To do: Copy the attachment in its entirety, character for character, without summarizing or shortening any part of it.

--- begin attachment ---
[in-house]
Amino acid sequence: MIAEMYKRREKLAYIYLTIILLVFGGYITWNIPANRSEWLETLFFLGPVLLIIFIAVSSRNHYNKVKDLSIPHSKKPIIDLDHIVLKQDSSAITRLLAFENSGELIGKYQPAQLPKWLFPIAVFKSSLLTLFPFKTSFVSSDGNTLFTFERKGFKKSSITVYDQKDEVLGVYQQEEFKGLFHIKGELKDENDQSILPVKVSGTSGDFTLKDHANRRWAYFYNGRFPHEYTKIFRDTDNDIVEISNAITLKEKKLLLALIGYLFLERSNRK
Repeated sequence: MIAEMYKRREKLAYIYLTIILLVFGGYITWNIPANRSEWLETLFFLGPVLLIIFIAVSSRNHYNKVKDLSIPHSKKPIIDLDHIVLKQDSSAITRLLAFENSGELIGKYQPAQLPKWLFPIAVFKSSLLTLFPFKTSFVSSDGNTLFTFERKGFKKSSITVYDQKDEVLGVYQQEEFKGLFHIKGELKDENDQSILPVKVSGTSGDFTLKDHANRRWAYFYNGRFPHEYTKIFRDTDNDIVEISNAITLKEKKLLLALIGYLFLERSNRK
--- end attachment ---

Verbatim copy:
[in-house]
Amino acid sequence: MIAEMYKRREKLAYIYLTIILLVFGGYITWNIPANRSEWLETLFFLGPVLLIIFIAVSSRNHYNKVKDLSIPHSKKPIIDLDHIVLKQDSSAITRLLAFENSGELIGKYQPAQLPKWLFPIAVFKSSLLTLFPFKTSFVSSDGNTLFTFERKGFKKSSITVYDQKDEVLGVYQQEEFKGLFHIKGELKDENDQSILPVKVSGTSGDFTLKDHANRRWAYFYNGRFPHEYTKIFRDTDNDIVEISNAITLKEKKLLLALIGYLFLERSNRK
Repeated sequence: MIAEMYKRREKLAYIYLTIILLVFGGYITWNIPANRSEWLETLFFLGPVLLIIFIAVSSRNHYNKVKDLSIPHSKKPIIDLDHIVLKQDSSAITRLLAFENSGELIGKYQPAQLPKWLFPIAVFKSSLLTLFPFKTSFVSSDGNTLFTFERKGFKKSSITVYDQKDEVLGVYQQEEFKGLFHIKGELKDENDQSILPVKVSGTSGDFTLKDHANRRWAYFYNGRFPHEYTKIFRDTDNDIVEISNAITLKEKKLLLALIGYLFLERSNRK